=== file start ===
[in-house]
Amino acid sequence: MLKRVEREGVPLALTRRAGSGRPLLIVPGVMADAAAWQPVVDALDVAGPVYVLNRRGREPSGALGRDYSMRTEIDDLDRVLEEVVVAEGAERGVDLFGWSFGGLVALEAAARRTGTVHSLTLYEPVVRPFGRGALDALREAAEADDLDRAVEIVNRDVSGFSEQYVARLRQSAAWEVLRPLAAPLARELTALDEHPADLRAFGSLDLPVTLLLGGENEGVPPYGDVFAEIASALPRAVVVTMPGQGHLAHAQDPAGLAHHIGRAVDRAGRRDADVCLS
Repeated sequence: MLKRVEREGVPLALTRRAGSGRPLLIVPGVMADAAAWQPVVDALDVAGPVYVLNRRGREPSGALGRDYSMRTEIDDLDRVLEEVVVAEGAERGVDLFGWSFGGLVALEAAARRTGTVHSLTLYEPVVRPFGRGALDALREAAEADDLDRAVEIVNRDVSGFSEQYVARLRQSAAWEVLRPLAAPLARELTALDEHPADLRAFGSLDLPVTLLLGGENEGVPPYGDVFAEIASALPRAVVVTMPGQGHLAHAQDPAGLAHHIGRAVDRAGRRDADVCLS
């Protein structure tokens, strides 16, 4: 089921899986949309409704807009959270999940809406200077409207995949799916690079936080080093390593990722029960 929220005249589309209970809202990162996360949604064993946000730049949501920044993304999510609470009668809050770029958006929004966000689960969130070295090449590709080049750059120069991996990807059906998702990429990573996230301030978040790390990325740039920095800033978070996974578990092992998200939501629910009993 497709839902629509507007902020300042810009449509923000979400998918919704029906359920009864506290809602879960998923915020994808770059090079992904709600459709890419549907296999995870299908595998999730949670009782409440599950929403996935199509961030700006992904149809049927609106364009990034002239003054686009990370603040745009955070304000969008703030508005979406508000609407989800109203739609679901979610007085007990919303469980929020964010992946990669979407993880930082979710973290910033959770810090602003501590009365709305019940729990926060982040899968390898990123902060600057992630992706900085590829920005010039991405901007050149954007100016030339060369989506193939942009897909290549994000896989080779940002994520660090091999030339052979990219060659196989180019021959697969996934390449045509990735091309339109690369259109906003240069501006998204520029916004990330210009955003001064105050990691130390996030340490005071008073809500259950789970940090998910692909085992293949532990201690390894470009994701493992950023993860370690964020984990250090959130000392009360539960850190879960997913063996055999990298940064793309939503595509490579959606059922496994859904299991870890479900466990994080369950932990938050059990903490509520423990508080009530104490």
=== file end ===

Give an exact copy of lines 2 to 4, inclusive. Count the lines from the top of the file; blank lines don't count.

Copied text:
Amino acid sequence: MLKRVEREGVPLALTRRAGSGRPLLIVPGVMADAAAWQPVVDALDVAGPVYVLNRRGREPSGALGRDYSMRTEIDDLDRVLEEVVVAEGAERGVDLFGWSFGGLVALEAAARRTGTVHSLTLYEPVVRPFGRGALDALREAAEADDLDRAVEIVNRDVSGFSEQYVARLRQSAAWEVLRPLAAPLARELTALDEHPADLRAFGSLDLPVTLLLGGENEGVPPYGDVFAEIASALPRAVVVTMPGQGHLAHAQDPAGLAHHIGRAVDRAGRRDADVCLS
Repeated sequence: MLKRVEREGVPLALTRRAGSGRPLLIVPGVMADAAAWQPVVDALDVAGPVYVLNRRGREPSGALGRDYSMRTEIDDLDRVLEEVVVAEGAERGVDLFGWSFGGLVALEAAARRTGTVHSLTLYEPVVRPFGRGALDALREAAEADDLDRAVEIVNRDVSGFSEQYVARLRQSAAWEVLRPLAAPLARELTALDEHPADLRAFGSLDLPVTLLLGGENEGVPPYGDVFAEIASALPRAVVVTMPGQGHLAHAQDPAGLAHHIGRAVDRAGRRDADVCLS
């Protein structure tokens, strides 16, 4: 089921899986949309409704807009959270999940809406200077409207995949799916690079936080080093390593990722029960 929220005249589309209970809202990162996360949604064993946000730049949501920044993304999510609470009668809050770029958006929004966000689960969130070295090449590709080049750059120069991996990807059906998702990429990573996230301030978040790390990325740039920095800033978070996974578990092992998200939501629910009993 497709839902629509507007902020300042810009449509923000979400998918919704029906359920009864506290809602879960998923915020994808770059090079992904709600459709890419549907296999995870299908595998999730949670009782409440599950929403996935199509961030700006992904149809049927609106364009990034002239003054686009990370603040745009955070304000969008703030508005979406508000609407989800109203739609679901979610007085007990919303469980929020964010992946990669979407993880930082979710973290910033959770810090602003501590009365709305019940729990926060982040899968390898990123902060600057992630992706900085590829920005010039991405901007050149954007100016030339060369989506193939942009897909290549994000896989080779940002994520660090091999030339052979990219060659196989180019021959697969996934390449045509990735091309339109690369259109906003240069501006998204520029916004990330210009955003001064105050990691130390996030340490005071008073809500259950789970940090998910692909085992293949532990201690390894470009994701493992950023993860370690964020984990250090959130000392009360539960850190879960997913063996055999990298940064793309939503595509490579959606059922496994859904299991870890479900466990994080369950932990938050059990903490509520423990508080009530104490």